Our ‘call-in’ request has been on the basis of, amongst other grounds:
- Failure to recognise Regional Importance
- Failure of applicant and sponsor Department to respond to, or to acknowledge, Freedom of Information requests.
- Information deficit to consultees
- Opinion of key Statutory Consultee
The listed 1873 John Lanyon Waterside Station is described in the Department for Communities Listing Register as: ‘tower and railway terminal form an elegant and dignified composition on the prominent East bank of the River Foyle and provide one of the finest examples of railway architecture in Northern Ireland’ . The Station is now the only surviving Victorian era Terminus Station in state ownership/care in NI, and as such is unique. In its riverfront setting at the Derry end of an internationally renowned scenic rail journey it should be realising its potential as an exceptional heritage tourism destination in its own right, celebrating railway architecture and Derry’s industrial heritage, while fulfilling modern active travel requirements.
The Terminus and its riverside setting came before Derry and Strabane District Council planning committee on the 11th April 2018. The applicant was the Department for Infrastructure sponsored Translink, who are proposing to build a ‘Multi Modal Transport Hub’ incorporating the Lanyon terminus.
Despite successfully achieving a broad heritage consensus for Waterside, following many years of detailed work by UAH, the Derry groups ‘Into the West’ and Foyle Civic Trust, and support from two very well informed SDLP Councillors, clearly passionate about the built heritage and future prosperity of their City, the Council voted 9 votes to 2 in favour of the Translink proposal.
How then did a unique Heritage Tourism Asset, in state ownership/care, and of Regional importance to the Northern Ireland tourism product, to the City of Derry’s offer as NI’s lead Heritage City, and to Translink, as a means of increasing Railway Tourism footfall, fail to meet ‘Safeguarding Tourism Assets’ policy criteria?
Simply because the Translink/DfI design brief managed to turn the exceptional into the ordinary and the unique into the mundane and the ‘Emperor’s Clothes’ Public Relations campaign mounted by Translink appeared successful in swaying decision makers towards approval.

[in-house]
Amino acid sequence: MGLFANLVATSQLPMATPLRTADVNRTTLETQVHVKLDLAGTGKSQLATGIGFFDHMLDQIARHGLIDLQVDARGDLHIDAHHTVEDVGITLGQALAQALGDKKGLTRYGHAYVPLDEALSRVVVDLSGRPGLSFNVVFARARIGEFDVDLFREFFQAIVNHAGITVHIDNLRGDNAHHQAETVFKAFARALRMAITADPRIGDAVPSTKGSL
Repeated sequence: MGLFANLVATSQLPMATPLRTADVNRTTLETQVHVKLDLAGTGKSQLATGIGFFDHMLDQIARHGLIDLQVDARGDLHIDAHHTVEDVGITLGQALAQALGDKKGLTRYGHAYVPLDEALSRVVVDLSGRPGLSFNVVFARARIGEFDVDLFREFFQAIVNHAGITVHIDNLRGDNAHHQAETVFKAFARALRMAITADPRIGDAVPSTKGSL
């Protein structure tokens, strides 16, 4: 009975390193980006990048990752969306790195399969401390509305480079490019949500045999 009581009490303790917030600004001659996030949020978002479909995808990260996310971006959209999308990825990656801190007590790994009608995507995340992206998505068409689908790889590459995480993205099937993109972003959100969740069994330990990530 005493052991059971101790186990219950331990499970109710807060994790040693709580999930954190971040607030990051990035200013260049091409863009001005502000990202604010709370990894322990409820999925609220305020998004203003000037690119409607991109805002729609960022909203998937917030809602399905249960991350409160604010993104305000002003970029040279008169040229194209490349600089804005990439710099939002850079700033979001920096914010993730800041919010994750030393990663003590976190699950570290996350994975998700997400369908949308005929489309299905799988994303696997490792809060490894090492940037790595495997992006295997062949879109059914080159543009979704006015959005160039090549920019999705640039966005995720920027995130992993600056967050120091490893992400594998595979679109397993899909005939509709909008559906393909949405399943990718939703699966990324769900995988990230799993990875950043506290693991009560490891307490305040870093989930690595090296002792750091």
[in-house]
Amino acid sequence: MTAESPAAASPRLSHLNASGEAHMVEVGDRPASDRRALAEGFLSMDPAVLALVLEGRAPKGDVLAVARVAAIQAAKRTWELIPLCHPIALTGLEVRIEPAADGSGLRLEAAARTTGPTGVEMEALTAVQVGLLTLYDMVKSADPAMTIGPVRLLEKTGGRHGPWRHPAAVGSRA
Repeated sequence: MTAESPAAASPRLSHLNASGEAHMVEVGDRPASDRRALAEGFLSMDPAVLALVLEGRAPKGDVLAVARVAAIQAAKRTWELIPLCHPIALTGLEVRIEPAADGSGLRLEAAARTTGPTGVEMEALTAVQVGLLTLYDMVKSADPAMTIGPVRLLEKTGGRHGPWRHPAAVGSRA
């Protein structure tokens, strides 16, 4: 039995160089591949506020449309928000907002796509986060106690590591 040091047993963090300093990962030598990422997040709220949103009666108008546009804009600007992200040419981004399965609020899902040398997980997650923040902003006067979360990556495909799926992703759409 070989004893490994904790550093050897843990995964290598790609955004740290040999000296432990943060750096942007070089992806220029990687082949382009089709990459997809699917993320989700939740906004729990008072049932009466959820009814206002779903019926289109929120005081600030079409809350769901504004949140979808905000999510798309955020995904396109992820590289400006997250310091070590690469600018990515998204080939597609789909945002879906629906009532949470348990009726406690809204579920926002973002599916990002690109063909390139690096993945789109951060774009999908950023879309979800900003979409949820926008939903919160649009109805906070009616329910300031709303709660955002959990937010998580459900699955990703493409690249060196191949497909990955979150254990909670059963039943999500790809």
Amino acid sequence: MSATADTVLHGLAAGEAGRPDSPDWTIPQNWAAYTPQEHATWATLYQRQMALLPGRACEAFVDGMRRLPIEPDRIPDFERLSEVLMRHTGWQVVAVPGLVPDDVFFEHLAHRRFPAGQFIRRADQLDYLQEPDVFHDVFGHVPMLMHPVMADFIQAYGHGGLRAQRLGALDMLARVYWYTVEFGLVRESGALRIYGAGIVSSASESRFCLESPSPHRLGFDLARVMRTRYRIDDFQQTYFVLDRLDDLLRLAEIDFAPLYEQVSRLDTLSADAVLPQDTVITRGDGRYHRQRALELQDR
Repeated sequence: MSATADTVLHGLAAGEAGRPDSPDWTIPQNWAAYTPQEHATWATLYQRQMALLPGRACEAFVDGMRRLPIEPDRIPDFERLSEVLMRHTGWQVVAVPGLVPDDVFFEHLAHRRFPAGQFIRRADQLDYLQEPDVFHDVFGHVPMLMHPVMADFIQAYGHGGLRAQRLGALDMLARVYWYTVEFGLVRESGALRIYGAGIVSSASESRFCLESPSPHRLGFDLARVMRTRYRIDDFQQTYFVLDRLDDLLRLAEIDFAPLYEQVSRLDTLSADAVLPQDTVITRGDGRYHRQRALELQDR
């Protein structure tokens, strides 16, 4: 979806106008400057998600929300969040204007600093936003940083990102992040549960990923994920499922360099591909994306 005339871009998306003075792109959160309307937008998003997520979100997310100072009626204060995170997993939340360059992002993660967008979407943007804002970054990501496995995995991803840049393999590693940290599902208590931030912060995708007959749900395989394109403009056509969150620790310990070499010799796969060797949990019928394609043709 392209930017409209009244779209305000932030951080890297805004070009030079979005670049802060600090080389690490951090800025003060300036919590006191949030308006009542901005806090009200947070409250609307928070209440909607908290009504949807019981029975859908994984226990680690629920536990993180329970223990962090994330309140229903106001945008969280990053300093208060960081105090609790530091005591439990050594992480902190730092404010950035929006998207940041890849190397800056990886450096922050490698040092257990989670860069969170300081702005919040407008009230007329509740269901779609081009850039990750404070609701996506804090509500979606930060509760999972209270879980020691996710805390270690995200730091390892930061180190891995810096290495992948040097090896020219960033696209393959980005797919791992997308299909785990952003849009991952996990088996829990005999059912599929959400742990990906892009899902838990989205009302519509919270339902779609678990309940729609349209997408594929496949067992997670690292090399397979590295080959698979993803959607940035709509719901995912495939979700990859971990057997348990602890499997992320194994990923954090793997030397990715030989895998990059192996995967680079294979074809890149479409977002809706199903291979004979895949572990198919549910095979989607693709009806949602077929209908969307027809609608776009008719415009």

The Council decision mimics 1970’s and 80’s dreadful Departmental planning approvals for Derry which opted for debasing the City’s famed ‘Quays’ with car parking and the service side of retail stores, on the apparent abiding NI principle of, all investment is good investment, regardless of quality. NI often favours investment over standards, without consideration of the actual (or absence) of impact of such investments, on our people, towns and cities. As a result actual opportunities for Northern Ireland, like Waterside’s heritage and tourism potential, continue to be missed or destroyed.
The circumstances which have resulted in the Waterside approval represent a stark testament to the continued absence of application of policy, priority, vision and coordination across government departments in Northern Ireland relating to our irreplaceable Built Heritage Asset.
If a government owned building of this importance can be approved as suitable for such an unimaginative and sterile proposal by Translink, a Government Company sponsored by one Government Department and signed off as meeting Heritage policy by yet another Government Department and then endorsed by Tourism NI, despite being degraded to the status of ‘not a tourism asset’ it is clear that Northern Ireland’s Built Heritage is in very deep trouble indeed.
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